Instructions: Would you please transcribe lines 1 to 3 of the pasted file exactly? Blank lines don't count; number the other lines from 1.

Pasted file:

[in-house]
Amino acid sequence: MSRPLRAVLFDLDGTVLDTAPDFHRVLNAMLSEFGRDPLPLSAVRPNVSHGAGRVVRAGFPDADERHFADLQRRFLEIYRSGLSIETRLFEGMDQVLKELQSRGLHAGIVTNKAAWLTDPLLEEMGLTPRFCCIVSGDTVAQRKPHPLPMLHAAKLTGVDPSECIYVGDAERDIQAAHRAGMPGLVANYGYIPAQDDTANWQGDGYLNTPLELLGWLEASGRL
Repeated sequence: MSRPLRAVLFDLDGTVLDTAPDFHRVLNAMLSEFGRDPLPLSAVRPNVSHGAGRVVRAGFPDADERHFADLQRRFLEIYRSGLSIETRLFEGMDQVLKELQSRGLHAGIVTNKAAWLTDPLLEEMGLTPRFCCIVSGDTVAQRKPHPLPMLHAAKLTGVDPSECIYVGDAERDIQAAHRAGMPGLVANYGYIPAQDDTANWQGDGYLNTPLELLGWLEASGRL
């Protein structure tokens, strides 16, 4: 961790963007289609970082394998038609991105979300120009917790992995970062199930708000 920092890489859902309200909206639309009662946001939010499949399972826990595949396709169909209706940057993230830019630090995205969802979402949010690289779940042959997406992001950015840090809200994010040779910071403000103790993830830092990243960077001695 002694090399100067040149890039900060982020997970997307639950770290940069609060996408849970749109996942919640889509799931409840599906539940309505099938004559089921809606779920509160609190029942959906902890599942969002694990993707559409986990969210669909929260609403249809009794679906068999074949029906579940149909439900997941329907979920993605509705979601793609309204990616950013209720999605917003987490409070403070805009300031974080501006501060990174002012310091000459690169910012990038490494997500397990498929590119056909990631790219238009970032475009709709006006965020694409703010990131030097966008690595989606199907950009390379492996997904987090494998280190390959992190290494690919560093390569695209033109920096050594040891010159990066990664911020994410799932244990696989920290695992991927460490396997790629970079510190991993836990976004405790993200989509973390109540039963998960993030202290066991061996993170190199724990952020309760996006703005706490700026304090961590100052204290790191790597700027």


[in-house]
Amino acid sequence: MSRPLRAVLFDLDGTVLDTAPDFHRVLNAMLSEFGRDPLPLSAVRPNVSHGAGRVVRAGFPDADERHFADLQRRFLEIYRSGLSIETRLFEGMDQVLKELQSRGLHAGIVTNKAAWLTDPLLEEMGLTPRFCCIVSGDTVAQRKPHPLPMLHAAKLTGVDPSECIYVGDAERDIQAAHRAGMPGLVANYGYIPAQDDTANWQGDGYLNTPLELLGWLEASGRL
Repeated sequence: MSRPLRAVLFDLDGTVLDTAPDFHRVLNAMLSEFGRDPLPLSAVRPNVSHGAGRVVRAGFPDADERHFADLQRRFLEIYRSGLSIETRLFEGMDQVLKELQSRGLHAGIVTNKAAWLTDPLLEEMGLTPRFCCIVSGDTVAQRKPHPLPMLHAAKLTGVDPSECIYVGDAERDIQAAHRAGMPGLVANYGYIPAQDDTANWQGDGYLNTPLELLGWLEASGRL